• There are suppliers, jewellers and brands that sell real Kundan but don’t always use the modern-day mass marketing tools, instead they rely on the quality of their product to speak for itself and on massive word of mouth advertising.
  • While buying Kundan jewellery, check for two types of certifications or stamps.
  • One is IGI certificate which is by International Gemological Institute which certifies the purity of precious stones and the other is BIS Hallmark which certifies the purity of gold and silver.
  • Buy from a renowned jeweller or jewellery brand which has been trusted for years.
  • If the gold turns black or green after some time, it is not real and if the silver doesn’t change colour slightly it is fake. Also if a magnet is pulled by the jewellery, it is fake.

Best places to buy Kundan Jewellery

This image has an empty alt attribute; its file name is johri_bazar_696x374-1.jpg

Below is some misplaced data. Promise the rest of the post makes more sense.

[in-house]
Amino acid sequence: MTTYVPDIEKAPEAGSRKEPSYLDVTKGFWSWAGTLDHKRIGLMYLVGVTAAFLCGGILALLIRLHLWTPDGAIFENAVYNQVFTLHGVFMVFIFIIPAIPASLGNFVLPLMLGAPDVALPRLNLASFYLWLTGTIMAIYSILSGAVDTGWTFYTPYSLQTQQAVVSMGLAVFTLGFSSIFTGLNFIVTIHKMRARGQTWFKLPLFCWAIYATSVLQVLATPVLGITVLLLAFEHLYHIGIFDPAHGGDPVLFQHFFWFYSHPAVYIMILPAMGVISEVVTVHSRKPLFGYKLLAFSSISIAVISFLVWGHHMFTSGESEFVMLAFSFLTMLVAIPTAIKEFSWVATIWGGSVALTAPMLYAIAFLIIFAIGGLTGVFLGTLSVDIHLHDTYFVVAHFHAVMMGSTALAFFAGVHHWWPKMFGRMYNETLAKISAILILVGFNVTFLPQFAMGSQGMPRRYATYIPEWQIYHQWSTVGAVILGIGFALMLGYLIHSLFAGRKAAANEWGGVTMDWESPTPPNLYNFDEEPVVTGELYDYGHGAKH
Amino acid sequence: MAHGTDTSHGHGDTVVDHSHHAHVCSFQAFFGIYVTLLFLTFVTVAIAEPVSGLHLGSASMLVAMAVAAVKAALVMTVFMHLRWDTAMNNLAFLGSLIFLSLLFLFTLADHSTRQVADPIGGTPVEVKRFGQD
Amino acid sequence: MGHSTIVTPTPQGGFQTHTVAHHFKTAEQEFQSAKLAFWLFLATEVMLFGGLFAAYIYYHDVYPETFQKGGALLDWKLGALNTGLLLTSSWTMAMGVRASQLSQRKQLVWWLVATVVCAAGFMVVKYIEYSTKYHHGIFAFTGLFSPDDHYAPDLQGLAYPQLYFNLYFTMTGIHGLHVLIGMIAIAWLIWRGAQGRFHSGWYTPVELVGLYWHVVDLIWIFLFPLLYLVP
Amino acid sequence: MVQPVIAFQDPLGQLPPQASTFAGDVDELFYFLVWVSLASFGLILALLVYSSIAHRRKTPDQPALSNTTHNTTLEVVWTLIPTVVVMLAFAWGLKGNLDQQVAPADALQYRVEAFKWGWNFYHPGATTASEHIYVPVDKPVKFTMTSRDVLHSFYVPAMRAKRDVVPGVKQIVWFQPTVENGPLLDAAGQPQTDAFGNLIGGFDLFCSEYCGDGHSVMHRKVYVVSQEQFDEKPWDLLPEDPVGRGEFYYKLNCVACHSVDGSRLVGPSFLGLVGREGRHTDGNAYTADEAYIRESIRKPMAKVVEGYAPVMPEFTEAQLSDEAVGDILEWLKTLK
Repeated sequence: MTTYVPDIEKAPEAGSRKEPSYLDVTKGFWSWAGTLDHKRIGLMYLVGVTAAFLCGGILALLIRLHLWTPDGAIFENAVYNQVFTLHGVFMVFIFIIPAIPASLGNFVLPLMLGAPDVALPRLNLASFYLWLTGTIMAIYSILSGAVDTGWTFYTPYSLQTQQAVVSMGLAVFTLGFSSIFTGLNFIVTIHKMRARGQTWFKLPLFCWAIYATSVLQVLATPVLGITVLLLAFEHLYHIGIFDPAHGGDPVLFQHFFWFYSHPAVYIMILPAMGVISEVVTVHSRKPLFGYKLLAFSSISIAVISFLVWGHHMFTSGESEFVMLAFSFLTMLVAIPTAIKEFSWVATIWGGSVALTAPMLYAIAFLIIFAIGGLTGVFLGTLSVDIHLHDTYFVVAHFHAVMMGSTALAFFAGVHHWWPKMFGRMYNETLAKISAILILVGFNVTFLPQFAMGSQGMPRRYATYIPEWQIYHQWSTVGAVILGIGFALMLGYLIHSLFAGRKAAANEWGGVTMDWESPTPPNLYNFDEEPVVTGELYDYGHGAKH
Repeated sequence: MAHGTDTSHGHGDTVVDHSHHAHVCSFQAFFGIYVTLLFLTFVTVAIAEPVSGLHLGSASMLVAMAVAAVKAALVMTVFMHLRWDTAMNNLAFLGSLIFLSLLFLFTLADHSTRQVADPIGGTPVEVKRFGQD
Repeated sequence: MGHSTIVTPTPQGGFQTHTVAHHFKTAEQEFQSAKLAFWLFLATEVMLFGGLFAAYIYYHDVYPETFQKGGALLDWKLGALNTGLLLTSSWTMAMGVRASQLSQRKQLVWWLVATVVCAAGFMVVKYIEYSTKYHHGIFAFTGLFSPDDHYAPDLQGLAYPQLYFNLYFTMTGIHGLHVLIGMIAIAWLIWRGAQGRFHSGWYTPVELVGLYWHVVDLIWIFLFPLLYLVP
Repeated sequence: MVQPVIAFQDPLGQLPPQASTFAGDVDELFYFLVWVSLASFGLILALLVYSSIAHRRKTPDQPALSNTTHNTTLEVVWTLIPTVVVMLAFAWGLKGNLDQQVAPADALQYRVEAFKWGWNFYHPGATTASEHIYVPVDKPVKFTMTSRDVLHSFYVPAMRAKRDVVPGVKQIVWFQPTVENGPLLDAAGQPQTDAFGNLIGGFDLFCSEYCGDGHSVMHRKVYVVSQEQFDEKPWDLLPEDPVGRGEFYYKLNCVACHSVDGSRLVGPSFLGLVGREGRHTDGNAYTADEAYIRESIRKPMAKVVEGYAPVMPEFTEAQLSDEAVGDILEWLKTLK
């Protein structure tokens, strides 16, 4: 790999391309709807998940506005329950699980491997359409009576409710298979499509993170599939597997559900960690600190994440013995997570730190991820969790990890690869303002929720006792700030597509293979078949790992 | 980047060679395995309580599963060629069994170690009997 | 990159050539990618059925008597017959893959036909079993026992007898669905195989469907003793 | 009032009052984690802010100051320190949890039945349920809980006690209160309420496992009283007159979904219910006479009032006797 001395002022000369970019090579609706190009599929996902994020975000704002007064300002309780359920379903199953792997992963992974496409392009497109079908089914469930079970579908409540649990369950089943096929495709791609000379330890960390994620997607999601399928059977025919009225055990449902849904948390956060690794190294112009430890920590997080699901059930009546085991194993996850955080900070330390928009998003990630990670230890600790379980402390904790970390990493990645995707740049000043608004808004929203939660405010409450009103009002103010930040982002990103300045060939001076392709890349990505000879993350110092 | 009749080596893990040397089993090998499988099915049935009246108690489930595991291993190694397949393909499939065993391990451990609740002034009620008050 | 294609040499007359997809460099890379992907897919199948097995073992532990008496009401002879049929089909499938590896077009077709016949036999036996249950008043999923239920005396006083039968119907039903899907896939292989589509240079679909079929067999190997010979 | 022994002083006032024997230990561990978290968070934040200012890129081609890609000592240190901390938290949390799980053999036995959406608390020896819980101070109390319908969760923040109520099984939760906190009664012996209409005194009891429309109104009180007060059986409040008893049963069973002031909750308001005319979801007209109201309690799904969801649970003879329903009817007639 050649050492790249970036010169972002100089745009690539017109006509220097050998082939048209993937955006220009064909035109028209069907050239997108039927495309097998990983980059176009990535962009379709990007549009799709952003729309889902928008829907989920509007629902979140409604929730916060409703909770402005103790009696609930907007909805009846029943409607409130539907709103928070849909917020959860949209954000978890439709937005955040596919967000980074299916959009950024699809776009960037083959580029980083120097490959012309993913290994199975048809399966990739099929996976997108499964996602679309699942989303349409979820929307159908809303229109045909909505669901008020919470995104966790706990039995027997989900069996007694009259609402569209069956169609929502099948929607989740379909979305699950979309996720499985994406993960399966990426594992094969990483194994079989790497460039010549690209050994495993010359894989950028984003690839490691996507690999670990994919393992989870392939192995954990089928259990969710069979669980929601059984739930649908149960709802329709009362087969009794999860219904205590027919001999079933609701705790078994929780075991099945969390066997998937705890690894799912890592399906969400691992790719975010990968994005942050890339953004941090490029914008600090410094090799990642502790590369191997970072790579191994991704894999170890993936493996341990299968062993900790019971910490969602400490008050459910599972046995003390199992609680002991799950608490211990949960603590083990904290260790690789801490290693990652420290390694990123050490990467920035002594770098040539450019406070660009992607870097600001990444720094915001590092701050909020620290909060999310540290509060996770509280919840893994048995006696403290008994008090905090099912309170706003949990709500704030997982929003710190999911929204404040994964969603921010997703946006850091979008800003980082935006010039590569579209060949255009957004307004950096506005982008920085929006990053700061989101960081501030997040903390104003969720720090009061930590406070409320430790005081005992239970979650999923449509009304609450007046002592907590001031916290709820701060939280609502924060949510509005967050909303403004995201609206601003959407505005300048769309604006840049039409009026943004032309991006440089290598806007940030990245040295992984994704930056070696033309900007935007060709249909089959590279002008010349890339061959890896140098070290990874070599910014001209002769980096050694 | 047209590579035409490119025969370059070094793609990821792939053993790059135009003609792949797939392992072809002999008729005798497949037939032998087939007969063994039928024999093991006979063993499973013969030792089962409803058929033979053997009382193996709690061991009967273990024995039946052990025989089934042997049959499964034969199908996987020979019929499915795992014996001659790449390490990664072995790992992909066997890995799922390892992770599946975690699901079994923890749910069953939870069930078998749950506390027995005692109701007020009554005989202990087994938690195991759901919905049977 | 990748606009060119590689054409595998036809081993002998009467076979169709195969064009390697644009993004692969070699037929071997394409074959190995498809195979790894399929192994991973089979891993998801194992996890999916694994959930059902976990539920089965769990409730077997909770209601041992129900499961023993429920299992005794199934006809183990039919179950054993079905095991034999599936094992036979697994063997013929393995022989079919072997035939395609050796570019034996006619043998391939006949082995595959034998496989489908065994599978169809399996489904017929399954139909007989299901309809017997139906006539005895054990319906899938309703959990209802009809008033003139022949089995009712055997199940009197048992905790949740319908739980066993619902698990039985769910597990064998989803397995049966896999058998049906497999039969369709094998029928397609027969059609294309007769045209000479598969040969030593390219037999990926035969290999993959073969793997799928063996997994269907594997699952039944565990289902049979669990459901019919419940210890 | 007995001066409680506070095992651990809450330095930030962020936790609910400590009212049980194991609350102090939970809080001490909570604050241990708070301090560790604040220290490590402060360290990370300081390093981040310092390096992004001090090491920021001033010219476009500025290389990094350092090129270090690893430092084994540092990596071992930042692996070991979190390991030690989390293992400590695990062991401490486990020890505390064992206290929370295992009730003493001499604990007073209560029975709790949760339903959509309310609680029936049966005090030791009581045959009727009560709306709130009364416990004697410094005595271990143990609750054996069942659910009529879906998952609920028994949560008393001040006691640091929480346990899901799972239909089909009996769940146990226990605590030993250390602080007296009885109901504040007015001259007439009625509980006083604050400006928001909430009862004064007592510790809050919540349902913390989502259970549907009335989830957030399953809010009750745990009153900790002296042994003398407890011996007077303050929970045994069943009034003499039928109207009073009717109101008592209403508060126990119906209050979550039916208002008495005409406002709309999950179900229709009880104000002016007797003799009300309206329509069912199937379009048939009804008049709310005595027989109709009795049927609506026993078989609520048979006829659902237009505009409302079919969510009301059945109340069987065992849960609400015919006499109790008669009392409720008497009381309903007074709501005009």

Jaipur: Jaipur in Rajasthan is known as the centre for the best Kundan designs, specifically the Johri Bazaar in Jaipur. Bikaner and Nathdwara are also well-known for their Kundan craft. Big cities in Gujarat like Ahmedabad and Baroda also sell great Kundan Jewellery. Delhi and Hyderabad are also good destinations to go Kundan shopping.

Branded Stores: If you choose to buy Kundan jewellery from a national brand, you can either visit their showroom in your city or buy their collection online too. Some famous brands that sell Kundan sets are TBZ, Kalyan Jewellers, Velvetcase, Haritika Jewellery, Paliwal Jewellers, Rivaah by Tanishq, Suhani Pittie, Mangat Rai, Malabar Gold & Diamonds, Sabyasachi Jewellery, etc.

Online shopping: Albeit online marketplaces sell everything at your convenience, we suggest that buying Kundan should be experienced in person at a physical store or in an authentic setting of Rajasthan or Gujarat. The rarest and the most ethnic pieces of Kundan may not be available online.

The thrill of hunting for handmade Kundan jewellery inside a crowded and lively jewellery bazaar of Jaipur or Hyderabad is an experience to cherish.

Does Kundan Jewellery Cost More Than Gold?

Kundan jewellery is expensive because of its intricate craftwork and gold content. A Kundan Jewellery set to cost Rs. 50,000 and above. However, when compared to jewellery made purely of gold, Kundan jewellery made in the same karat of gold is not as pricey. This is because Kundan jewellery uses glass stones and doesn’t usually have a very high gold content.